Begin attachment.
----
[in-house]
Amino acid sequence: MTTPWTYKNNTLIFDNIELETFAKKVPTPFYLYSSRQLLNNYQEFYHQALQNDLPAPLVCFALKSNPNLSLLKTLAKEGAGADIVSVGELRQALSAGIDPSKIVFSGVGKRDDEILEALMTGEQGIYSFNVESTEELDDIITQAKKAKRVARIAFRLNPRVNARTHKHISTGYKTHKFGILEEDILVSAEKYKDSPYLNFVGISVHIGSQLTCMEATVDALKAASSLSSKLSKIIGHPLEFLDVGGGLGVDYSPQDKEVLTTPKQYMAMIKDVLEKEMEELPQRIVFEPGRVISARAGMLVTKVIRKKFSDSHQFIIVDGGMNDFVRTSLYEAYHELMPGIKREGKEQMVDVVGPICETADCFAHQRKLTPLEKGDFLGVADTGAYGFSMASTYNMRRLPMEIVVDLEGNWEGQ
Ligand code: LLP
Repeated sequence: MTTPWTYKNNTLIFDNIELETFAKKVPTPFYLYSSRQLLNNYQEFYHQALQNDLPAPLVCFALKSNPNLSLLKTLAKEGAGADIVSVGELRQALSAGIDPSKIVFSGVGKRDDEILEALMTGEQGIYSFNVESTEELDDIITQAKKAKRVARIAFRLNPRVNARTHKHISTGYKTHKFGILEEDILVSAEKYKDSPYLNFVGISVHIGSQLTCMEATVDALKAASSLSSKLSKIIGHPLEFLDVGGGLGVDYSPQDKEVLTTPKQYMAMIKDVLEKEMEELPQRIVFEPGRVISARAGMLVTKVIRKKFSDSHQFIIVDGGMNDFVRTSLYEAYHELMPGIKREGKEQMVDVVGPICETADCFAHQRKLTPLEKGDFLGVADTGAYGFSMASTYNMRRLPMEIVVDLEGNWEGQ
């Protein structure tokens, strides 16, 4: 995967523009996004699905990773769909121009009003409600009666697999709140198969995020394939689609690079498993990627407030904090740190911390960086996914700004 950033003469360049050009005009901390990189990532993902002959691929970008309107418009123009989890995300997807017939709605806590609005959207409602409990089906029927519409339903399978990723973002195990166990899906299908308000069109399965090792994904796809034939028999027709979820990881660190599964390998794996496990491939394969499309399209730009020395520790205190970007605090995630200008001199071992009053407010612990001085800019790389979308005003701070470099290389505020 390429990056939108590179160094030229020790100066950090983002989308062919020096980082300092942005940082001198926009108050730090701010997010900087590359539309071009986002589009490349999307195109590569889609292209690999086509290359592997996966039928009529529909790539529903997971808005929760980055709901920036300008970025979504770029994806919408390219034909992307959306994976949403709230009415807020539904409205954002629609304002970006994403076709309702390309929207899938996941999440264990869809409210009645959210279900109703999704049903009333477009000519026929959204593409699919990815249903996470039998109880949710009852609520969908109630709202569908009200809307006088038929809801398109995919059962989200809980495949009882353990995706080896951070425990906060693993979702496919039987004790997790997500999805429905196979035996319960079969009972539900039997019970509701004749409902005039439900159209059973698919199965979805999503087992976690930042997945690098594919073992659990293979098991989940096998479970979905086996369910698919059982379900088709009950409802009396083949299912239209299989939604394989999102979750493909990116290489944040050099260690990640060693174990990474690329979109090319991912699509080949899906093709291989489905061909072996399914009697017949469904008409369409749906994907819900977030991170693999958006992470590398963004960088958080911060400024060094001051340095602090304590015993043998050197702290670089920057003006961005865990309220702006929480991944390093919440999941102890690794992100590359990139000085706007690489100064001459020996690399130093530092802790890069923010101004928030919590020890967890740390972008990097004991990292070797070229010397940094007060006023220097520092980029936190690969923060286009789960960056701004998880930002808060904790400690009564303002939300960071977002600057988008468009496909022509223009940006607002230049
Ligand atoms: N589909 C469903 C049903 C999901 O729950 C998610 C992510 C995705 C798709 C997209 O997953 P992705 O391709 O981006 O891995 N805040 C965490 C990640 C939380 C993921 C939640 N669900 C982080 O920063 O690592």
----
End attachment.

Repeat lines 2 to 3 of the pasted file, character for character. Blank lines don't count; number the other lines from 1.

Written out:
Amino acid sequence: MTTPWTYKNNTLIFDNIELETFAKKVPTPFYLYSSRQLLNNYQEFYHQALQNDLPAPLVCFALKSNPNLSLLKTLAKEGAGADIVSVGELRQALSAGIDPSKIVFSGVGKRDDEILEALMTGEQGIYSFNVESTEELDDIITQAKKAKRVARIAFRLNPRVNARTHKHISTGYKTHKFGILEEDILVSAEKYKDSPYLNFVGISVHIGSQLTCMEATVDALKAASSLSSKLSKIIGHPLEFLDVGGGLGVDYSPQDKEVLTTPKQYMAMIKDVLEKEMEELPQRIVFEPGRVISARAGMLVTKVIRKKFSDSHQFIIVDGGMNDFVRTSLYEAYHELMPGIKREGKEQMVDVVGPICETADCFAHQRKLTPLEKGDFLGVADTGAYGFSMASTYNMRRLPMEIVVDLEGNWEGQ
Ligand code: LLP